The Mortgage Bankers Association had an interesting statistic released earlier this week. They reported that overall mortgage application volume dropped 6.2% this week, from its previous report. Applications to purchase a home were down 4%, while refinancing activity was down 8% from this time last week. They also noted mortgage rates are about 84 basis points lower than they were at this time last year.
Earlier today, I heard a reporter on CNBC quoting these statistics literally, which is technically misleading and misguided on many levels. Firstly, she failed to mention that mortgage refinancing activity is up 167% year over year, and will continue to grow, in my humble opinion. The fact of the matter is, almost nothing ever travels in a perfectly straight line. Secondly, she didn’t mention that rates took a breather from their recent decent, and inched a bit higher on talks of a trade agreement with China.
Granted, not everyone is taking advantage of the newly low mortgage rates. Over 10 million potential beneficiaries of a refinance have yet to act on the recent opportunities. While I believe that everyone should be inquiring about a potential refinance, I do believe that not everyone should necessarily “pull the trigger” unless it’s truly warranted. I also believe that part of the guidance should take into consideration the fact that the Federal Reserve is meeting again in September, and they will likely cut short-term rates at least 25 basis points again. You heard it here first.
I was speaking with a potential client, and he wanted to know what my rate offering would be for his anticipated refinance. He was diligently shopping around for the best rate on a new mortgage and wanted to to get a quote for me before he made his final decision. He was transparent enough to tell me most of his conversations with the other banks and brokers. He also told me that he found a “great rate” at a community bank.
Frankly speaking, I could not beat their rate quote; That should have been the end of our conversation. He proudly told me that most of the other mortgage people commended him on that “find,” and told him to “Grab it!” I continued to ask him the same string of questions that I would ask all of my valuable clientele, which included asking detailed information about his current mortgage terms.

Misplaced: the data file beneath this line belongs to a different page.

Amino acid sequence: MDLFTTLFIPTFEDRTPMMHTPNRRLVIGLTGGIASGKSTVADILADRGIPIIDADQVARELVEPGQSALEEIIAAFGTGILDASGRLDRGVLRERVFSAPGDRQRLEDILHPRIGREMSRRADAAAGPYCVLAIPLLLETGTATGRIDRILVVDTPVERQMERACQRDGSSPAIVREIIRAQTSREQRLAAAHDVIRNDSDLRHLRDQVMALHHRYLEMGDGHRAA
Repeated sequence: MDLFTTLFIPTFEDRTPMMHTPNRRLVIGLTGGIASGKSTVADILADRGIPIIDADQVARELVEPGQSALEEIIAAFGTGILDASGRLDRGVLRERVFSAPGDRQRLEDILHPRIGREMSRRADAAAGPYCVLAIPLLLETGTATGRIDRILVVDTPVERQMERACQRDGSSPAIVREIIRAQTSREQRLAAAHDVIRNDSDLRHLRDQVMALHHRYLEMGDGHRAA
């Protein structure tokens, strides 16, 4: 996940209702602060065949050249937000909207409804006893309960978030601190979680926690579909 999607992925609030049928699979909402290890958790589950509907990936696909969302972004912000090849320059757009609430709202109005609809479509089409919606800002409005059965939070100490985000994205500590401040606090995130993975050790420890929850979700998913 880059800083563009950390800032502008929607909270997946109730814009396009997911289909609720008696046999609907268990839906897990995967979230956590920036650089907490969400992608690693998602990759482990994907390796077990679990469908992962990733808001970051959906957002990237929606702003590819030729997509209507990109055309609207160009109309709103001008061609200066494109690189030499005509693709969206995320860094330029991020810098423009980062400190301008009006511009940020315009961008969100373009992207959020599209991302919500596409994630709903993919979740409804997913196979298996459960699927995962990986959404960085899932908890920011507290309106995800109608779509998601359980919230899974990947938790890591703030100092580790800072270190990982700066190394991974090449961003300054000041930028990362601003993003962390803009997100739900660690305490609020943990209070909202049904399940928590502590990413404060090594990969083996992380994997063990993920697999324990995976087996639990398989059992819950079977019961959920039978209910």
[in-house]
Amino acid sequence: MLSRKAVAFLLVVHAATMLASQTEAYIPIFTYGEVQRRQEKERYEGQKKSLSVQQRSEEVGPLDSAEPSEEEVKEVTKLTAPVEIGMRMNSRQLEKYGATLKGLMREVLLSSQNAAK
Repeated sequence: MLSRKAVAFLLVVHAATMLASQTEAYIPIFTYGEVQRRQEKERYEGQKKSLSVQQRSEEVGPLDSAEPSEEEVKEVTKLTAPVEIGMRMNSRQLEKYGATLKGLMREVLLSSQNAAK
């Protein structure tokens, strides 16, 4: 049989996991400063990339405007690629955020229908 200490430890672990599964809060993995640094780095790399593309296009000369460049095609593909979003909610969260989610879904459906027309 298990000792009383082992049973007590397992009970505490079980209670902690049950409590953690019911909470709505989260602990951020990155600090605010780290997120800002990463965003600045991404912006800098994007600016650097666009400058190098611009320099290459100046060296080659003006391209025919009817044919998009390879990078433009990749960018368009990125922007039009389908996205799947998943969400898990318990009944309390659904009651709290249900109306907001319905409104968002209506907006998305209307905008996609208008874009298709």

Without going into specifics of the situation, this revised illustration more than appropriately explains his comparable circumstance. He was currently in a 15-year mortgage with a rate close to 5%, which began in 2011. His original mortgage balance was over $500,000, but he paid extra “towards principal” every once in a while. Despite the fact that mortgage rates on a new 15-year mortgage are “In the 2’s,” I explained that I was more concerned about what was being accomplished than I was about the actual number. I spent the time to do the analysis, and what I determined for him came as a shock. He had paid a majority of the interest on his loan by now, and what remained was mostly principal payments. My recommendation was not to do anything if his sole purpose was merely a lower rate.
I’ve been around the block, and I know that a lot of what ‘moves someone to act’ is the psychological aspect of things. It is the same reason that the Mortgage Bankers Association reported that mortgage application dropped this week. When people heard reports that rates inched higher earlier in the week, they weren’t as diligent or anxious in their pursuits of a refinance. A few basis-points move in one direction or another won’t make that much of a significant impact for most mortgage payments. Similarly, getting a lower rate can be more psychological than beneficial as I outlined in the case above.
At the same time, very often, it might not even be about the magical “low rate.” I had a client who wasn’t able to get a good rate because of poor credit, and other past issues. Despite offering him a rate which was over 1% more than the current market, he was able to pay off tens of thousands of in debts and saved over $1,000 a month on his overall monthly obligations. The takeaway here is that refinancing for the right reason, with the right analysis is often more important than the actual rate that you receive. Wishing everyone a happy rate-shopping season!
By Shmuel Shayowitz